Fierce People (2005) starring Diane Lane, Anton Yelchin, Donald Sutherland, Chris Evans, Kristen Stewart, Paz de la Huerta, Blu Mankuma, Elizabeth Perkins, Christopher Shyer directed by Griffin Dunne Movie Review

Fierce People (2005)   3/53/53/53/53/5

Anton Yelchin and Diane Lane in Fierce People

Ishcanani means Fierce People

"Fierce People" is quite a strange little movie, starting of as a slightly humorous drama as a city kid gets immersed in the lifestyle of his mother's rich friends and then suddenly changes track and becomes very dark, losing all those lighter moments and focusing on what is an undeniably a disturbing storyline. Because of this I can't make my mind up as to who the target audience is or exactly how I feel about "Fierce People". It's just too mixed up and although both halves of the movie work, together they make it an uneasy movie to watch, maybe intentionally so.

When sixteen year old Finn (Anton Yelchin) gets busted for buying drugs for his mother Liz (Diane Lane - Under the Tuscan Sun), his plans to spend the summer researching the Ishcanani tribe in the Amazon with his father are thrown into disarray. Instead his mother packs them both off to live with one of her masseuse clients, Ogden C. Osborne (Donald Sutherland - The Italian Job) one of the richest men in America, in the hope that the change will help her to beat her addiction. Exploring the vast estate belonging to Osborne he becomes friends with Osborne's spoilt grandchildren Maya (Kristen Stewart - Twilight) and Bryce (Chris Evans - Cellular) as well as being taken under Osborne's own wing. But with family secrets being revealed danger lurks for young Finn.

Donald Sutherland as Ogden C. Osborne  in Fierce People

For the first half of "Fierce People" it would be easy to feel that it is just an average drama about class divides with a decent smattering of humour. The fact that Finn the New Yorker treats his time with the rich in New Jersey as an anthropological exploration gives the movie a nice touch. But it doesn't really feel like it's going anywhere and relies on the little moments of humour to keep you interested. Then it steps up a gear when Finn becomes part of the rich tribe as the spoilt grand children take him under their wing. Sadly although it steps up a gear it all feels like it's been done before, as if the various scenes of drinking, pot smoking and sexual encounters are all too similar to other movies. Whilst all this is going on there is a lightness about it, with elements such as drug taking never really focussed upon or shown in any real light.

But then suddenly all the lightness is drained out of "Fierce People", which is triggered by Finn being taken under the wing of the head of the family Ogden C. Osborne. This sudden change doesn't actually work as the movie becomes a very serious who done it, so to speak. I can sort of see that by going from light hearted to dark highlighted the contrasting storylines but it is such a forced mood change that you are left wondering as to what the emphasis of "Fierce People" is. Despite this the actual second part of the storyline is very good and if the whole movie had been portrayed in a more serious tone I actually think it would have been much better.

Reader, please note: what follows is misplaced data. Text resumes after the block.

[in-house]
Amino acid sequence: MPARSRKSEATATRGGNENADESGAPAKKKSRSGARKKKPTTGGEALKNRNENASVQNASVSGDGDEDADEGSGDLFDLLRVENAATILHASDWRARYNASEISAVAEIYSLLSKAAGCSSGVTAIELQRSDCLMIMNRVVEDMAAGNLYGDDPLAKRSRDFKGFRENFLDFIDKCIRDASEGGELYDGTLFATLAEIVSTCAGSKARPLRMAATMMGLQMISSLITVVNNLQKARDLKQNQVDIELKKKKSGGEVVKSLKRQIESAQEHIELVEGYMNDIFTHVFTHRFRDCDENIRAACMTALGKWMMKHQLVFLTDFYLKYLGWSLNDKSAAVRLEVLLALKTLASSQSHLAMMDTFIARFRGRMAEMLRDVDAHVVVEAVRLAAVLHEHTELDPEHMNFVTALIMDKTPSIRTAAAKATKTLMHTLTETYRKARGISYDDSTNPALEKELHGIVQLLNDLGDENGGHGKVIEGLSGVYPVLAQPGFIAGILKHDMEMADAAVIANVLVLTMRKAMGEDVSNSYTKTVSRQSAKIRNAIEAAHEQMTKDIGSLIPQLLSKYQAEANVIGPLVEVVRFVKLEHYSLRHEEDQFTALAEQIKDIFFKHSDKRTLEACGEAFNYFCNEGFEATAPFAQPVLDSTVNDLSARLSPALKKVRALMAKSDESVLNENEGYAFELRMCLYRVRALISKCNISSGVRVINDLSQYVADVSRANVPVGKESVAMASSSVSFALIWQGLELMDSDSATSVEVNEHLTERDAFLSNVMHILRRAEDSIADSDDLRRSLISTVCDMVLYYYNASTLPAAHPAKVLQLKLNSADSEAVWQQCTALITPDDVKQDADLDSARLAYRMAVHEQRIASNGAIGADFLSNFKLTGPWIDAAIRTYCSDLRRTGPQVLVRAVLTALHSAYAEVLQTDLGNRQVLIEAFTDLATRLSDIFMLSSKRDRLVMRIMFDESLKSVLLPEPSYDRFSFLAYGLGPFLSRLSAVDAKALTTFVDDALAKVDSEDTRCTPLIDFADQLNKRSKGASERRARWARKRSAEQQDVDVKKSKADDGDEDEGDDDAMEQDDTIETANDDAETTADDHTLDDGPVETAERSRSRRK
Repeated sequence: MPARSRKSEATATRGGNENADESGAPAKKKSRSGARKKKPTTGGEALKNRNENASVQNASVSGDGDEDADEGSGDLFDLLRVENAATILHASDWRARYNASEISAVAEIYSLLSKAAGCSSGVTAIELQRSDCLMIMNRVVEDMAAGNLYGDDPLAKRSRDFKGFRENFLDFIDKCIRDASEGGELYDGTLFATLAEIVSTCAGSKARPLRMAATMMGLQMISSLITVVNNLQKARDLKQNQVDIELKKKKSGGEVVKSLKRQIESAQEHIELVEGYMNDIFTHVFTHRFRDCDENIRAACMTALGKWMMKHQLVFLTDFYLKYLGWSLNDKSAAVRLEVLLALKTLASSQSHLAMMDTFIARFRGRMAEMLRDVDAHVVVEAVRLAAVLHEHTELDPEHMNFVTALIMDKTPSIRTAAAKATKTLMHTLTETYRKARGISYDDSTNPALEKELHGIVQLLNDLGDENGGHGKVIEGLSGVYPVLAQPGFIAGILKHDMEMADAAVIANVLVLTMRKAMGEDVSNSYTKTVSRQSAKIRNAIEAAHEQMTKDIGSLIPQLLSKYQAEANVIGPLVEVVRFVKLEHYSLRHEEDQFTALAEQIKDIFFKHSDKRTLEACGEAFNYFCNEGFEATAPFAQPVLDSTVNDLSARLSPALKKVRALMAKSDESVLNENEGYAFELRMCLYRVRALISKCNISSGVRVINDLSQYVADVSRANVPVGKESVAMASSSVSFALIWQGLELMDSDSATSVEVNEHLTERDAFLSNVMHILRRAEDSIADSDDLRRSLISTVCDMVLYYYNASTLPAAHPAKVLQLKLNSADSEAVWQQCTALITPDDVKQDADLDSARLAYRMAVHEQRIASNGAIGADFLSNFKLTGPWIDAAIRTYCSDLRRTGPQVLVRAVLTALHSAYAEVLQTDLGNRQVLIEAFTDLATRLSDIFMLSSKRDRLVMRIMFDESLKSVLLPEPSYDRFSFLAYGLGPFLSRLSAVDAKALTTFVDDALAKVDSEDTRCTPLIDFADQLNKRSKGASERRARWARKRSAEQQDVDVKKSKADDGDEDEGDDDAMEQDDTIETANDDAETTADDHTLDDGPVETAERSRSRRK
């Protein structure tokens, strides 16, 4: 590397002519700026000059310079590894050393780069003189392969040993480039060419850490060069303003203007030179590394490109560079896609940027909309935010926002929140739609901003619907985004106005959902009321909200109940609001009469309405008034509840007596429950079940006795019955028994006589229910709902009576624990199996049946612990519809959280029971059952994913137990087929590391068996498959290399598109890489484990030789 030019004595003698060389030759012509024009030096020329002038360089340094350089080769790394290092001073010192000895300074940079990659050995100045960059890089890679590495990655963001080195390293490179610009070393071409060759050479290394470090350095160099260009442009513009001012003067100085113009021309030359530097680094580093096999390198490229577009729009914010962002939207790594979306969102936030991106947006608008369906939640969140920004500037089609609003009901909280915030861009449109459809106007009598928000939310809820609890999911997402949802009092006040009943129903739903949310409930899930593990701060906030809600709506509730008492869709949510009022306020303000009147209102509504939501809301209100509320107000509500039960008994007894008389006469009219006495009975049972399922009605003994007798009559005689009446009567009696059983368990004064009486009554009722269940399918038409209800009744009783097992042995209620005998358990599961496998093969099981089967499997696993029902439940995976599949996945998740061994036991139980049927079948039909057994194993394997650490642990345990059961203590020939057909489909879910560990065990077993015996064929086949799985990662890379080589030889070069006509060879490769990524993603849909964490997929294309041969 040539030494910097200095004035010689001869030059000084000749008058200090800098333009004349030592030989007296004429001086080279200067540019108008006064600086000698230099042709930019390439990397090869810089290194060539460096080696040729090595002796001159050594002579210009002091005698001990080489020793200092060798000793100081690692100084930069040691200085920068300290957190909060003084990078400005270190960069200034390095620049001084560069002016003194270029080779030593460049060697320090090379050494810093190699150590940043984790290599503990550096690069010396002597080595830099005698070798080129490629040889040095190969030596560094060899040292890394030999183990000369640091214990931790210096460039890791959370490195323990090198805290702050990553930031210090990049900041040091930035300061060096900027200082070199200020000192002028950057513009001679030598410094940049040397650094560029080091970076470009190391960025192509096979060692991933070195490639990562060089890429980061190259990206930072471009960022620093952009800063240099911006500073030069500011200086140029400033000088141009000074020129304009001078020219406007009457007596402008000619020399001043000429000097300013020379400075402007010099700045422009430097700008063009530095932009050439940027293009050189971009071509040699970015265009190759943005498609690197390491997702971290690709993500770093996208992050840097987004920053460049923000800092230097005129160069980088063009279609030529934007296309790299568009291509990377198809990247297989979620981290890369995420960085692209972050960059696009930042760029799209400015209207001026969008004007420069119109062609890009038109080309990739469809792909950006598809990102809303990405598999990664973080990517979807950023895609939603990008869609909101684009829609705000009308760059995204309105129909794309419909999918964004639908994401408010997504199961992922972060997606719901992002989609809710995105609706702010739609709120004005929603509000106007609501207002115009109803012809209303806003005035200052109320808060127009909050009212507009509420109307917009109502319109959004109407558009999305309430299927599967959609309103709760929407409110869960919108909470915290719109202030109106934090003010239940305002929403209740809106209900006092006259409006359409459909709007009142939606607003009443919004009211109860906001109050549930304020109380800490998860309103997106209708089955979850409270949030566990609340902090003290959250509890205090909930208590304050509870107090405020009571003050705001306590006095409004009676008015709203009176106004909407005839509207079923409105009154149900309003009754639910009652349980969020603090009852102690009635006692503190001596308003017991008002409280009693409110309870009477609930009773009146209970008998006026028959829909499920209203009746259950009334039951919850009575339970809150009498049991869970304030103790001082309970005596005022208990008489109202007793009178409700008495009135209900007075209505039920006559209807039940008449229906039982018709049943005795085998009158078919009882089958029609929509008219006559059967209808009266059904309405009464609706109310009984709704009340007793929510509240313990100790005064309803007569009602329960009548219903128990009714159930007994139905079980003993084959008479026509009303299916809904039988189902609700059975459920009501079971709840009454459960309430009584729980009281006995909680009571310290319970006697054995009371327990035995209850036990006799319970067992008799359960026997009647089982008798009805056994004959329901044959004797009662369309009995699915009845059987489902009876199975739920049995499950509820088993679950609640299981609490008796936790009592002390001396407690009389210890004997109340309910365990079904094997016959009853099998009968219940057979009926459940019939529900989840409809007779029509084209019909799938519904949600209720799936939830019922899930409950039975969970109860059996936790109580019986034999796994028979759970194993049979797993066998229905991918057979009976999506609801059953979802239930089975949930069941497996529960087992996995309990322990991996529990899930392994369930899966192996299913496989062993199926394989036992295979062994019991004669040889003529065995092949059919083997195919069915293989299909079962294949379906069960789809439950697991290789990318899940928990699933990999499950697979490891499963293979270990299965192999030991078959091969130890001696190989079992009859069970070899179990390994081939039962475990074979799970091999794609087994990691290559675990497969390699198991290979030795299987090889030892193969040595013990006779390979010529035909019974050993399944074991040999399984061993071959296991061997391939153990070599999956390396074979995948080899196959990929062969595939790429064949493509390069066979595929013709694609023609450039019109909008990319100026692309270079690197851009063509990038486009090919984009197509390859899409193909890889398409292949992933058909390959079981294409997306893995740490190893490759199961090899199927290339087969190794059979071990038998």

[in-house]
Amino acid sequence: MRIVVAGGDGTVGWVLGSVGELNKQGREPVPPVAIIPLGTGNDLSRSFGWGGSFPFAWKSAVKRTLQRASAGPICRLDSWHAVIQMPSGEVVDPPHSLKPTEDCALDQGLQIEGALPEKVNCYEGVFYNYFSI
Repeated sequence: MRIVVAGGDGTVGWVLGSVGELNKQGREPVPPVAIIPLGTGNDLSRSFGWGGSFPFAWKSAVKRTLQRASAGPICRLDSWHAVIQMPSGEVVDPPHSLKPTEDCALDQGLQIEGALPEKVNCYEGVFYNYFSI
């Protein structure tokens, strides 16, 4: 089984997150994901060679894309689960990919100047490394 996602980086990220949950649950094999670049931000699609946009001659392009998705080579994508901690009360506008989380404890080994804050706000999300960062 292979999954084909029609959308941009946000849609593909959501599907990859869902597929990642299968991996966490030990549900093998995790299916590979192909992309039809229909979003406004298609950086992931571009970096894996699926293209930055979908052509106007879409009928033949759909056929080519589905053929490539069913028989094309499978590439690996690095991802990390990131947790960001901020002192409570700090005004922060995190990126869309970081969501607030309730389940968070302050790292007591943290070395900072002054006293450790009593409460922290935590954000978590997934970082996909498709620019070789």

Performance wise well Diane Lane exchanges her usual role of sexy lead for that of a drug and alcohol addicted mother and despite being the lead star is in fact a more supporting role. It's by far not the best performance from Diane Lane but as the movie moves along her performance does grow and shows yet again that she is capable of playing various roles with an effortless naturalness. The real star of "Fierce People" is Anton Yelchin as her son Finn who is a joy to watch through out the movie. Yelchin is the one star who comes out of "Fierce People" having furthered his career showing not only that he is adept at subtle humour but also very good at the emotional side of a performance.

As for the others, well Donald Sutherland does a good job as the head of the Osborne family, although it is no where near to the powerful standards he demonstrated early on in his career. Elizabeth Perkins is demoted to such a minor role that her presence adds nothing to the movie. But the performance which did grate on me was that of Chris Evans who for some reason came across as a second rate Tom Cruise impersonator. I don't know why but for the most of "Fierce People" he seemed to be imitating the characteristics of Cruise from movies such as "Risky Business" and "The Color of Money" making his performance more annoying than anything else. Plus there is also Kristen Stewart who sadly had such a poorly developed character that it never really gave her the chance to shine although certain scenes will appeal to her male fans.

What this all boils down to is that having written this I am still struggling to work out how I feel about "Fierce People". At times it is very good delivering enjoyable light moments of social commentary and then it also has some exceptional moments of darkness when the storyline changes track. But together these elements don't mix and leaves you unsure as to whether you are watching a light hearted drama or a more serious one. It's worth a watch as the performance of Anton Yelchin is brilliant in both halves of the movie but I doubt it will be the most memorable of experiences.